Tuesday, March 17, 2015

Palitoy's Droid Factory: Base for Your Face!

Ron writes:

All-star guest blogger and internationally recognized sex symbol Yehuda Kleinman continues to give us great material related to worldwide toy variations. A while back he posted about the Palitoy Death Star. Here's his latest, on the Palitoy version of the Droid Factory.

Yehuda writes:

After the initial Star Wars release of 1978, Kenner remained a tough act to follow, as they continued to revolutionize the toy market with creative new ideas. In 1979 Kenner introduced American children to  the Droid Factory playset. It was the first Star Wars playset that a company produced that was never actually referenced in the movie!

The toy consisted of a large, hard, durable base with a mobile crane to move the droid parts around. It also included a few dozen droid parts, including five droid bodies, multiple droid legs, connector pieces, arm attachments, wheels, axles, and treads. All parts were interconnectable and allowed the user to build five complete droids at the same time, including an R2-D2.

The set also included:
  • A "Droid Maker Blueprints" booklet with instructions on droid building. 
  • A Kenner "We Really Do Care" order form for additional and replacement parts (this was particularly important given the inclusion of some easily lost, but very necessary, connector pins). 
  •  A sticker sheet, which included a sticker for R2's torso.
  •  A Kenner Star Wars Death Star mini-catalog.
When Palitoy was designing their version of the Droid factory, the company aimed to cut costs while maintaining the features and character of the American toy. Palitoy realized that they could not redesign the entire Droid Factory out of cheaper materials -- as they'd previously done with the Death Star Playset -- and still produce a viable product. Therefore, the toy was produced with the droid parts that were already available in the Kenner product, and all cost-cutting was achieved via production of a completely different base.

The Kenner base was made out of a thick plastic that could easily handle many hours of rough play. The plastic base was also strong enough to support the durable plastic crane that attached with a press fit in its center. Additionally, it was produced with many molded compartments to hold the assorted droid parts.

In contrast, the Palitoy base was made of a thin vacuformed plastic that was stabilized with a cardboard flat bottom. Due to the limitations of the cheaper material, the base features some significant differences. Specifically, it has more rudimentary compartments for the droid parts and is not strong enough to support a robust crane.

Palitoy compensated for these deficiencies with a simpler, minimalistic version of the crane. The large plastic stand and arm of the Kenner crane were not produced. Instead, the small black connector peg that was manufactured by Kenner to attach the crane's base to its arm was repurposed as a winch. The Palitoy base was molded with a slot on the top of the ramp portion to accommodate this peg. When a string was placed around the peg, and the peg turned, droid parts could be hauled up the ramp. Additional stickers were also added to decorate the simpler base.

If you look carefully at the right side of the playset, you can see where the Doctor visited the Palitoy Droid Factory inside a Tardis carefully disguised as a dangerous laser-welding booth.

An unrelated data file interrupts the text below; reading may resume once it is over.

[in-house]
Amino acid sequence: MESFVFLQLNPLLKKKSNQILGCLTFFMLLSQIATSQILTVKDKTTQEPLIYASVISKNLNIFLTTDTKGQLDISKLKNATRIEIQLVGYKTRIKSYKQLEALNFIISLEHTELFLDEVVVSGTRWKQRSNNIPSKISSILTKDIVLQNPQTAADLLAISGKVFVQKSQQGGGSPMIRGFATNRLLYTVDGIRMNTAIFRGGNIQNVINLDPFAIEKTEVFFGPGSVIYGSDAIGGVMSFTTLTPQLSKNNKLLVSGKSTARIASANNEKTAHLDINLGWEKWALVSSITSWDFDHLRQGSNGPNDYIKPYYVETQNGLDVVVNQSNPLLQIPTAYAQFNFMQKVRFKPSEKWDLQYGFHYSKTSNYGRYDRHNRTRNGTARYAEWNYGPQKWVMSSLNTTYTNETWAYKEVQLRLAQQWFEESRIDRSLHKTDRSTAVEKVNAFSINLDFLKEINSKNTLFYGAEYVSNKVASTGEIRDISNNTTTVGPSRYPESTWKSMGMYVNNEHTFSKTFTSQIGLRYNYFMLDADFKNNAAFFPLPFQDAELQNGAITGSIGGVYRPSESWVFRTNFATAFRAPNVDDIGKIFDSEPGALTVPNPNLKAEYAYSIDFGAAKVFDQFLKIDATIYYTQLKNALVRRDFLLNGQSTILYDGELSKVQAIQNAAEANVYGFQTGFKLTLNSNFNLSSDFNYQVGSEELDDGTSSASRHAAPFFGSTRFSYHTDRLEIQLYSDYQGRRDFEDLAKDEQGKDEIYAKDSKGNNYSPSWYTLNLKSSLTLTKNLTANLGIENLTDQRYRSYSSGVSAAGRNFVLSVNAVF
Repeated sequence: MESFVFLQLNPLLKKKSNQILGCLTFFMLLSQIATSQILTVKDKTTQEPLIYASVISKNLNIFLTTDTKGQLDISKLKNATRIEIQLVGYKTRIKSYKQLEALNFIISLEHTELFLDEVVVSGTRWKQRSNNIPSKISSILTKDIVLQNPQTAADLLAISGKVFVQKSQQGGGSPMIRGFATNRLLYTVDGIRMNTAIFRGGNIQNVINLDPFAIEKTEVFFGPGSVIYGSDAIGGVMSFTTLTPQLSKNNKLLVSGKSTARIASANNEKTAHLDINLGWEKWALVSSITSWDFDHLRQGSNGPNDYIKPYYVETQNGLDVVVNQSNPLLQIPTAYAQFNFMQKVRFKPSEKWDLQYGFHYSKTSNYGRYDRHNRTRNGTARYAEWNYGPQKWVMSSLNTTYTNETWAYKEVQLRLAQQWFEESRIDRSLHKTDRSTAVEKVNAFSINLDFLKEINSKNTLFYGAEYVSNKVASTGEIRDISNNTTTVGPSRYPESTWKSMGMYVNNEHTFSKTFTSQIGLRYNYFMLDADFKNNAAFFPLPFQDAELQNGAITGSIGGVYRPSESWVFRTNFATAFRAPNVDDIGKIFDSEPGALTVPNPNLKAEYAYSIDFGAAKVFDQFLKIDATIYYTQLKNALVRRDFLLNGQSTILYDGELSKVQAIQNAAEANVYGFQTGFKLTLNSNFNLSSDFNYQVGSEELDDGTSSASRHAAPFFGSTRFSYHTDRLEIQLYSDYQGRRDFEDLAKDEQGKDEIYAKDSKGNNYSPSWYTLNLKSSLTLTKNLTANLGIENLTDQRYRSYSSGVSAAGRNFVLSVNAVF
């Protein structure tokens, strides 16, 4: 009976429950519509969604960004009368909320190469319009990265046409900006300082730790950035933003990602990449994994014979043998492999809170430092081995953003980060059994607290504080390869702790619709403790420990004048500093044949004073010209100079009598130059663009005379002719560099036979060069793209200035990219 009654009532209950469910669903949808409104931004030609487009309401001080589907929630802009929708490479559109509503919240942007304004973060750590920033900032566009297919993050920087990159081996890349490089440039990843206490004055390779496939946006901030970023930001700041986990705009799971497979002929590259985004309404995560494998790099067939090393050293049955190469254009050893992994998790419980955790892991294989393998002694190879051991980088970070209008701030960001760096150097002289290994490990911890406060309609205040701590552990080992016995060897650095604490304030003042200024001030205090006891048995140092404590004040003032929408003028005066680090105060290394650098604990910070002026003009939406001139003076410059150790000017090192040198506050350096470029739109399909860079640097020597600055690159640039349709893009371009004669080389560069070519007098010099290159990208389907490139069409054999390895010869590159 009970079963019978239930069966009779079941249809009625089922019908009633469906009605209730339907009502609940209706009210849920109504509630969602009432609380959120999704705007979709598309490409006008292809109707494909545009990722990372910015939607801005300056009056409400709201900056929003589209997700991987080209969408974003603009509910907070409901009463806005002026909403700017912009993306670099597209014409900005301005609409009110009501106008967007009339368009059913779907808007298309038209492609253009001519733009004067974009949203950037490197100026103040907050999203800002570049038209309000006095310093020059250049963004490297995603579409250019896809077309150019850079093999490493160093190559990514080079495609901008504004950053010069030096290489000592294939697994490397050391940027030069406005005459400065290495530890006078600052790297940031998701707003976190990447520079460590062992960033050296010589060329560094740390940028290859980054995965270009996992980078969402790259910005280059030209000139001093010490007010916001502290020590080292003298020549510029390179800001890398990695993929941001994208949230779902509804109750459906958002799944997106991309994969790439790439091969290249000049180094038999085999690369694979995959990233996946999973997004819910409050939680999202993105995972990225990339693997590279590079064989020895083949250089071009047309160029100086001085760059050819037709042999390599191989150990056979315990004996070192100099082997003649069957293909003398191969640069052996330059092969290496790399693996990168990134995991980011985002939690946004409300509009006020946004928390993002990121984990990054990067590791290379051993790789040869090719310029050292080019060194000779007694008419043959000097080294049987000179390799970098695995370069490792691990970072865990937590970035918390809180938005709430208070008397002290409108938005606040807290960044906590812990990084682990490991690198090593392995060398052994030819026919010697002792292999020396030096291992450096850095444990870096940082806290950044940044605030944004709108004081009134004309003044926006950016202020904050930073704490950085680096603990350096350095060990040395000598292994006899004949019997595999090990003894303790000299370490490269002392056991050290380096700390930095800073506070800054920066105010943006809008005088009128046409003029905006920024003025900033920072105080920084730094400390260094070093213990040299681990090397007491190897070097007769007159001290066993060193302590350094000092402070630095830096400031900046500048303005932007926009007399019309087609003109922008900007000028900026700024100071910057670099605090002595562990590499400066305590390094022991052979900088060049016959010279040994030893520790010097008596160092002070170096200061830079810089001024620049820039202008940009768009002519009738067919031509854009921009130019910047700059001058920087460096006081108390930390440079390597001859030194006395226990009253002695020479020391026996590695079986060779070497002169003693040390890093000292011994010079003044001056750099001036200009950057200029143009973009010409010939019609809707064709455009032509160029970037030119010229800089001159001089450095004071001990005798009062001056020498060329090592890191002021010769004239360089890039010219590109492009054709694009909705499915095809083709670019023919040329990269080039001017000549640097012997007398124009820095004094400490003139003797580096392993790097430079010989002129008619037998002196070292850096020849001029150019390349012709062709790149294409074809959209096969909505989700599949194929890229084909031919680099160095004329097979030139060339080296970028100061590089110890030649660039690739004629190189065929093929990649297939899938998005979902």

The Palitoy set also boasts an interesting variation. Specifically, the base can be found in two different colors, blue and tan. The blue base is the one pictured in the photograph on the box, visible above. The tan version features the same type and color of plastic used on Palitoy's Land of the Jawas playset.

As with all Palitoy versions of Kenner's playsets, unique packaging was produced. Interestingly, many of the Star Wars sets share design elements similar to the Star Wars cardbacks, including a space-like black border with a starry background.

The set also features a unique version of the "Droid Maker Blueprints." The document illustrates the Palitoy version of the toy. Additionally, it came packed with the elusive Palitoy mini-catalog featuring the Death Star playset on its cover, as well as a sticker sheet. In contrast to the Kenner version, no order form for additional parts was included because, apparently, Palitoy really didn't care.

Some additional facts:
  • The Kenner Droid Factory was re-released for the Empire Strikes Back featuring an updated film logo on the packaging. The Palitoy version was never updated.
  • Palitoy was able to save additional production costs by repurposing preexisting toy parts from other sets, meaning they did not have to prototype new parts and create new steel molds for production. This cost-cutting method was also applied to Palitoy's Death Star, which contains two X-Wing fighter guns to be used in the gunner's chair.
  • As did the Kenner version, the toy included droid parts required to build an exclusive three-legged version of R2-D2. Some loose figure collectors consider the Droid Factory R2-D2 a loose variant, while others consider it simply parts from a playset. Amusingly, this R2-D2 figure is the playset's lone connection to the Star Wars films!
  • The Kenner and Palitoy R2-D2 stickers differ, and some collectors consider them to be distinct variants. The Palitoy version has a wavy blue line near the top of the sticker, while the corresponding line on Kenner's version is flat. The Kenner stickers also have a glossier finish.

Please stay tuned for the next installment: Palitoy: The Land of the Jawas playset!

-- Yehuda Kleinman

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